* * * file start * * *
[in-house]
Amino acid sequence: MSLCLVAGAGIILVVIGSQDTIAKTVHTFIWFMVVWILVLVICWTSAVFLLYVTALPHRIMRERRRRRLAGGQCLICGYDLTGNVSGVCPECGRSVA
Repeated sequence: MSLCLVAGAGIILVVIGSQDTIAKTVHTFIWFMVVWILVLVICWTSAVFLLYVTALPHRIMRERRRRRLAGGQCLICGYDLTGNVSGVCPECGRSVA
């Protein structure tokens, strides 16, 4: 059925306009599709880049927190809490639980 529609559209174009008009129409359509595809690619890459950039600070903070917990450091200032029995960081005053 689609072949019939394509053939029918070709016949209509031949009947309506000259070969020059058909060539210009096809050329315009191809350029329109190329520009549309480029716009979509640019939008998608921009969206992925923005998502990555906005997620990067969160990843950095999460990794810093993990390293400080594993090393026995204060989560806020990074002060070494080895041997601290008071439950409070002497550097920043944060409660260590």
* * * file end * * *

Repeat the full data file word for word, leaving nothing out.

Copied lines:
[in-house]
Amino acid sequence: MSLCLVAGAGIILVVIGSQDTIAKTVHTFIWFMVVWILVLVICWTSAVFLLYVTALPHRIMRERRRRRLAGGQCLICGYDLTGNVSGVCPECGRSVA
Repeated sequence: MSLCLVAGAGIILVVIGSQDTIAKTVHTFIWFMVVWILVLVICWTSAVFLLYVTALPHRIMRERRRRRLAGGQCLICGYDLTGNVSGVCPECGRSVA
């Protein structure tokens, strides 16, 4: 059925306009599709880049927190809490639980 529609559209174009008009129409359509595809690619890459950039600070903070917990450091200032029995960081005053 689609072949019939394509053939029918070709016949209509031949009947309506000259070969020059058909060539210009096809050329315009191809350029329109190329520009549309480029716009979509640019939008998608921009969206992925923005998502990555906005997620990067969160990843950095999460990794810093993990390293400080594993090393026995204060989560806020990074002060070494080895041997601290008071439950409070002497550097920043944060409660260590």